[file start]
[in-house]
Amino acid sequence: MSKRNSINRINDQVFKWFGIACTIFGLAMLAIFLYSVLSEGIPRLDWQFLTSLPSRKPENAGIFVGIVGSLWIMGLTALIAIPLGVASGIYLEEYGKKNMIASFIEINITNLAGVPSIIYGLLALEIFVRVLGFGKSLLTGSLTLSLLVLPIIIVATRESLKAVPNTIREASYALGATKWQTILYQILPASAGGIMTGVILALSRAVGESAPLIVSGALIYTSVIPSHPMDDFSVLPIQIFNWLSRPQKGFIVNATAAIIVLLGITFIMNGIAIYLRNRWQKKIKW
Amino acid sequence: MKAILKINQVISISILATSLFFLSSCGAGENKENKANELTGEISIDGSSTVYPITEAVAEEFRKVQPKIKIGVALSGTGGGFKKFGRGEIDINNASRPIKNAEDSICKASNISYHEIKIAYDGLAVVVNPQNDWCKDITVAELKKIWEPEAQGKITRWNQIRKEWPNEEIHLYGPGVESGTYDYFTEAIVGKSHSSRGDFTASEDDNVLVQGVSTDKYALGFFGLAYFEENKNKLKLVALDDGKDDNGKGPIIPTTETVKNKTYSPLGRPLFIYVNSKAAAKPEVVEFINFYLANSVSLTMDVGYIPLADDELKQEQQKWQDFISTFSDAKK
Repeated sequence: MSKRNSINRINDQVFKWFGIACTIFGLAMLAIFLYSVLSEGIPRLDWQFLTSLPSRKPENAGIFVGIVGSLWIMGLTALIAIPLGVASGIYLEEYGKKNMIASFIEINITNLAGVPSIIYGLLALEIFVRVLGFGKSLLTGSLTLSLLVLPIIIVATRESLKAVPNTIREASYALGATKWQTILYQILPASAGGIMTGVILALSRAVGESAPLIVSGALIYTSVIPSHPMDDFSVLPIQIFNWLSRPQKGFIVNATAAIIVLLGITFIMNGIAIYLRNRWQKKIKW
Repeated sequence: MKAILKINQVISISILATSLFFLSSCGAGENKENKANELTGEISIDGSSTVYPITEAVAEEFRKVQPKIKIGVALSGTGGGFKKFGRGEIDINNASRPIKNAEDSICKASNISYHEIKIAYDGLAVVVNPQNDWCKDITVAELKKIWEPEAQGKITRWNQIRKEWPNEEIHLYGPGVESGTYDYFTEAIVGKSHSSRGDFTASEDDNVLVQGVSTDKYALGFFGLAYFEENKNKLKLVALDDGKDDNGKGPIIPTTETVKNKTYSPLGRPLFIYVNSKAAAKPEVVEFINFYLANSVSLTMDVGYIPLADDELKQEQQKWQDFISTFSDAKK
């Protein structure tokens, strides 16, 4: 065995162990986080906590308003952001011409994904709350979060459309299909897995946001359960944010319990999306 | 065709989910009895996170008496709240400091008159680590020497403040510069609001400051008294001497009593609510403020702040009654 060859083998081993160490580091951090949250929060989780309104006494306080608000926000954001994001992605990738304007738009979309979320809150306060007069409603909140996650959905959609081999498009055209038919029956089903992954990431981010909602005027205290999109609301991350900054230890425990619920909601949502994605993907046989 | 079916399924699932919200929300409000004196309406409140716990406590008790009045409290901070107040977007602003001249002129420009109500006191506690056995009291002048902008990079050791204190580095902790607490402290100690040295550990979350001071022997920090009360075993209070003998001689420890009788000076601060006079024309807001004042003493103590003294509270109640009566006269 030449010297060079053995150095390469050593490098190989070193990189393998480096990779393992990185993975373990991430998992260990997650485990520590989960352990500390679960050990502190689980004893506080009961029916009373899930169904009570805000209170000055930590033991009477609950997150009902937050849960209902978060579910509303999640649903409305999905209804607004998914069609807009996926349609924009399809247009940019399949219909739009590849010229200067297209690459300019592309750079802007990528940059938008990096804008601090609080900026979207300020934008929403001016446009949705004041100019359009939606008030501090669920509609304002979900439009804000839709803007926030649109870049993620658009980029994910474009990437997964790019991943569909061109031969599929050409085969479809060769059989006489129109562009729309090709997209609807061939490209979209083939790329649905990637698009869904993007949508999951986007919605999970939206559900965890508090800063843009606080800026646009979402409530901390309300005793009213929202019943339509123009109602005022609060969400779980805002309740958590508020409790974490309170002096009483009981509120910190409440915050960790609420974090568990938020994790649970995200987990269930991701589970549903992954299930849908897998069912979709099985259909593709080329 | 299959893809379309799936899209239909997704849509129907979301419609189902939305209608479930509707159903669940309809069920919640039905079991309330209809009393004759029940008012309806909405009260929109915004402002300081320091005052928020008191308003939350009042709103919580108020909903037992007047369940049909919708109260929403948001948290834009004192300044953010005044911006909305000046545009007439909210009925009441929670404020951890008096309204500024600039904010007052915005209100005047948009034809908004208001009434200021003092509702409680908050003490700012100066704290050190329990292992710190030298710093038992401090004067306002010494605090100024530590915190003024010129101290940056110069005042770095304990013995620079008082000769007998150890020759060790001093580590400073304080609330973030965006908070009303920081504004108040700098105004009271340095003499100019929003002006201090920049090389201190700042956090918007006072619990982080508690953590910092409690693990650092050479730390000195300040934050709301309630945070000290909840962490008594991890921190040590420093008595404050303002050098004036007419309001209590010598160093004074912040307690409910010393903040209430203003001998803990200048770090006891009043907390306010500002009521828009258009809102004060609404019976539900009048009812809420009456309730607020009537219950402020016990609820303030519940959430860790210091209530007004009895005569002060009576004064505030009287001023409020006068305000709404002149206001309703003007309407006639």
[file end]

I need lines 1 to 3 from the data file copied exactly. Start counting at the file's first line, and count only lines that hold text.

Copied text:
[in-house]
Amino acid sequence: MSKRNSINRINDQVFKWFGIACTIFGLAMLAIFLYSVLSEGIPRLDWQFLTSLPSRKPENAGIFVGIVGSLWIMGLTALIAIPLGVASGIYLEEYGKKNMIASFIEINITNLAGVPSIIYGLLALEIFVRVLGFGKSLLTGSLTLSLLVLPIIIVATRESLKAVPNTIREASYALGATKWQTILYQILPASAGGIMTGVILALSRAVGESAPLIVSGALIYTSVIPSHPMDDFSVLPIQIFNWLSRPQKGFIVNATAAIIVLLGITFIMNGIAIYLRNRWQKKIKW
Amino acid sequence: MKAILKINQVISISILATSLFFLSSCGAGENKENKANELTGEISIDGSSTVYPITEAVAEEFRKVQPKIKIGVALSGTGGGFKKFGRGEIDINNASRPIKNAEDSICKASNISYHEIKIAYDGLAVVVNPQNDWCKDITVAELKKIWEPEAQGKITRWNQIRKEWPNEEIHLYGPGVESGTYDYFTEAIVGKSHSSRGDFTASEDDNVLVQGVSTDKYALGFFGLAYFEENKNKLKLVALDDGKDDNGKGPIIPTTETVKNKTYSPLGRPLFIYVNSKAAAKPEVVEFINFYLANSVSLTMDVGYIPLADDELKQEQQKWQDFISTFSDAKK